This fast-paced business novel does for project management what The Goal and It's Not Luck have done for production and marketing. Goldratt's novels have traditionally slain sacred cows and delivered new ways of looking at processes which seem like common sense once you read them.
Critical Chain is no exception. In perhaps Eli's most readable book yet, two of the established principles of project management, the engineering estimate and project milestones, are found wanting and dismissed, and other established principles are up for scrutiny - as Goldratt once more applies his Theory of Constraints.
The approach is radical, yet clear, understandable and logical.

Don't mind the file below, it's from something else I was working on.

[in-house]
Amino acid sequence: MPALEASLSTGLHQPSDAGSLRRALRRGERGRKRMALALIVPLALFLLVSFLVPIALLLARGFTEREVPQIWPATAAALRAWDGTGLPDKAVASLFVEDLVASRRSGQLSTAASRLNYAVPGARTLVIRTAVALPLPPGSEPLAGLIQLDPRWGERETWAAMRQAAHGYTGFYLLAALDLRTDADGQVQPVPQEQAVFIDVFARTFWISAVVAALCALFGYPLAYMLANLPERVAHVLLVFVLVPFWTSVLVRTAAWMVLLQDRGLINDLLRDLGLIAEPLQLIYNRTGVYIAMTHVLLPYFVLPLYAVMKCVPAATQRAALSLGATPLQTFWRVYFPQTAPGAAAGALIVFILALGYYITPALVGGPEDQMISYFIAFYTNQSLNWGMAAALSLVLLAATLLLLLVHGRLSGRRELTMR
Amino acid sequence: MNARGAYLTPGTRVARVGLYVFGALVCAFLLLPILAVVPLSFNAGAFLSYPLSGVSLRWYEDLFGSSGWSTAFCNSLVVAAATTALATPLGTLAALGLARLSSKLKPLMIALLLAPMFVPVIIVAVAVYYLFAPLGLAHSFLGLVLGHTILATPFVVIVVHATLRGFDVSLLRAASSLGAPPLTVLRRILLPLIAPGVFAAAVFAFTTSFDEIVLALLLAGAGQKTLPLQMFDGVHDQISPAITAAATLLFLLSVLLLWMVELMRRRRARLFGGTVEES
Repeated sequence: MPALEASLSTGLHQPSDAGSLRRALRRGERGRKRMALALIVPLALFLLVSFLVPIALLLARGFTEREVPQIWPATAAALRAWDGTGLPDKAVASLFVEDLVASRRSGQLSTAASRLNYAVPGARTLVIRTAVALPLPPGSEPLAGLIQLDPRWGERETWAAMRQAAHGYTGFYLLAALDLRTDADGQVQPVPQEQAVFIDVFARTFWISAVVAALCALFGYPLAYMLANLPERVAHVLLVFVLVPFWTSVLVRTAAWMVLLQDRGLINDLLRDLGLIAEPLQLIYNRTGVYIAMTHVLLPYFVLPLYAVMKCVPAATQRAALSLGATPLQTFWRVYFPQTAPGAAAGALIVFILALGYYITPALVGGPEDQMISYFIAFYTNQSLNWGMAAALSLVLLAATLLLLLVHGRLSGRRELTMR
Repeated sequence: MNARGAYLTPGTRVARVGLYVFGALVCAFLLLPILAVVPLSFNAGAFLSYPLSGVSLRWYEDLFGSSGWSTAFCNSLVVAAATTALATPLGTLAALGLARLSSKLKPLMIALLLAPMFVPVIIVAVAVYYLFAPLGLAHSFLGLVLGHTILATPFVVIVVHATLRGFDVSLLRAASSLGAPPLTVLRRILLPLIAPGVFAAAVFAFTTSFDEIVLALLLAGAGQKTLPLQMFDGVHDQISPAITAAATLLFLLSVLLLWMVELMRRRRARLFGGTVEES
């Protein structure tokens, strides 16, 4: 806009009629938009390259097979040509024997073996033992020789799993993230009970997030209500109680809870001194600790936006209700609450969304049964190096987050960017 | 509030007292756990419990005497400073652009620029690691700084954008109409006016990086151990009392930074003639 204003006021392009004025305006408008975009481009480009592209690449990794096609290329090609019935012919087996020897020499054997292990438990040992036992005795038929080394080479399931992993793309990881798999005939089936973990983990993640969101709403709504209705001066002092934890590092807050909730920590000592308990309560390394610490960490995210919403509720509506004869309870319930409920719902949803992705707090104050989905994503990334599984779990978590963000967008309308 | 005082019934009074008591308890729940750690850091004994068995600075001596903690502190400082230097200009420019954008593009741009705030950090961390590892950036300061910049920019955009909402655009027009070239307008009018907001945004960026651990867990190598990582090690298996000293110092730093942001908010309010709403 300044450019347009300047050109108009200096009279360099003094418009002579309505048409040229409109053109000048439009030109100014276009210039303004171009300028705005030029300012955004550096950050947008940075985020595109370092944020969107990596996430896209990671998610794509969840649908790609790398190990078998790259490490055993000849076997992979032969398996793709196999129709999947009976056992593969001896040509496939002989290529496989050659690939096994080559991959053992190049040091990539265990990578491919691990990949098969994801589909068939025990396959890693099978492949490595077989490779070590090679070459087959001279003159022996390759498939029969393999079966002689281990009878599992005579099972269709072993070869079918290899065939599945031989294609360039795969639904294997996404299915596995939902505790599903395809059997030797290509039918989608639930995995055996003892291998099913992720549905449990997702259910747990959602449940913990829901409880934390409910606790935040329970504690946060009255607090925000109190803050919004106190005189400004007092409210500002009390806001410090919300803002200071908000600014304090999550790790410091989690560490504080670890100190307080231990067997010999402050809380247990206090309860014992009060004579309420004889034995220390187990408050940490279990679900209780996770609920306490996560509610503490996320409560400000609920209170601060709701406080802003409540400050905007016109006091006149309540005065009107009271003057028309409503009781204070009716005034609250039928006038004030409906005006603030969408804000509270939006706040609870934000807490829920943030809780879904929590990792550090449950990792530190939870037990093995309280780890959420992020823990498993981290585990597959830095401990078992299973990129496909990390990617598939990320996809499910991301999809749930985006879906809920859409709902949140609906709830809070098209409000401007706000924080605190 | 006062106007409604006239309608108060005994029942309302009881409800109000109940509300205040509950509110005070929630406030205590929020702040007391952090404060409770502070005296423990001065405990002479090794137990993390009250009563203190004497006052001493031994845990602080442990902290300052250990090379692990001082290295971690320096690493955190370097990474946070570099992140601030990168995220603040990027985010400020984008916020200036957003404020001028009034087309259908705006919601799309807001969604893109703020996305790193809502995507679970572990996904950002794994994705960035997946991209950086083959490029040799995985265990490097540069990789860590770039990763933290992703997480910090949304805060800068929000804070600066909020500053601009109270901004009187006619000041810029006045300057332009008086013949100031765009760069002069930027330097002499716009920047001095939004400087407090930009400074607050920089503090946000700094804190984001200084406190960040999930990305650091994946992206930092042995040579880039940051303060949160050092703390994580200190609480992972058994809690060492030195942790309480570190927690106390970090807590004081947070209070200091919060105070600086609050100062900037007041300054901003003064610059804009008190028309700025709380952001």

New techniques are introduced, and Project Buffers, Feeding Buffers, Limit Multitasking, Improved Communications and Correct Measurements make them work.
Goldratt even handles the complicated statistics of dispersed variability versus accumulated variability so deftly you won't even be aware of learning about them - they ll just seem like more common sense! Critical Chain is critical reading for anyone who deals with projects.
If you use block diagrams, drawings or charts to keep track of your activities, you are managing a project - and this book is for you.